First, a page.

North Korea preparing to develop its army to combat US 'military might'

Kim Jong Un led a meeting of the Central Military Commission outlining plans to enhance the country's military strength

Antonia Molloy
Monday 28 April 2014 09:05 BST

North Korea will develop its military prowess in preparation for a potential confrontation with the United States, according to the hermit kingdom’s news agency.

The Korean Central News Agency (KCNA) said that leader Kim Jong Un on Sunday led a meeting of the Central Military Commission and “set forth important tasks for further developing the Korean People's Army and ways to do so” – a day after President Barack Obama warned the North of America’s military strength.

“He (Kim Jong UN) stressed the need to enhance the function and role of the political organs of the army if it is to preserve the proud history and tradition of being the army of the party, win one victory after another in the confrontation with the US and creditably perform the mission as a shock force and standard-bearer in building a thriving nation,” KCNA reported.

Mr Obama said Saturday on a visit to Seoul, where the US army has a large presence, that the United States did not use its military might to “impose things” on others, but that it would use that might if necessary to defend South Korea from any attack by the reclusive North.

North and South Korea are still technically at war after their 1950-53 civil conflict ended din a mere truce.

Last month the North, which routinely threatens the United States and the South with destruction, warned it would not rule out a “new form” of atomic test after the UN Security Council condemned Pyongyang's launch of a mid-range ballistic missile into the sea east of the Korean peninsula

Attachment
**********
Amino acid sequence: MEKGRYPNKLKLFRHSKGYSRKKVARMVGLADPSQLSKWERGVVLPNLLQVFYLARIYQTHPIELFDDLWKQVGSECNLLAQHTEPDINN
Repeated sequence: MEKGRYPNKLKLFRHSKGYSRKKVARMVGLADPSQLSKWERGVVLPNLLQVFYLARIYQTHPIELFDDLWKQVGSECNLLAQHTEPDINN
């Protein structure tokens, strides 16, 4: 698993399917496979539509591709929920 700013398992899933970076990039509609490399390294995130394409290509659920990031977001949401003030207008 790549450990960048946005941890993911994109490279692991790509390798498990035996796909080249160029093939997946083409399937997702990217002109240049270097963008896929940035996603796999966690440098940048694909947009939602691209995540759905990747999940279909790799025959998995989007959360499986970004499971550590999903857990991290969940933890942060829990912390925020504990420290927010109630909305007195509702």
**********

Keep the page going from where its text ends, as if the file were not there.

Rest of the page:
North Korea is already subject to UN sanctions over its previous three atomic tests.

Recent satellite data shows continued work at the nuclear test site in North Korea, although experts analysing the data say that preparations do not appear to have progressed far enough for an imminent test.

“We don't use our military might to impose these things on others, but we will not hesitate to use our military might to defend our allies and our way of life,” Mr Obama told US forces at the Yongsan garrison.

“So like all nations on Earth, North Korea and its people have a choice. They can choose to continue down a lonely road of isolation, or they can choose to join the rest of the world and seek a future of greater opportunity, and greater security, and greater respect - a future that already exists for the citizens on the southern end of the Korean peninsula.”

Mr Obama is currently undertaking his high-profile Asia Tour; a four-country swing through the Asia-Pacific region, in an aim to promote the US as a committed economic, military and political partner.

Last week, the North Korean Foreign Ministry spoke out against Obama’s visit claiming that it was a “a reactionary and dangerous” move, aimed at “escalating confrontation” and “bringing dark clouds over an unstable region”.

Additional reporting by agencies

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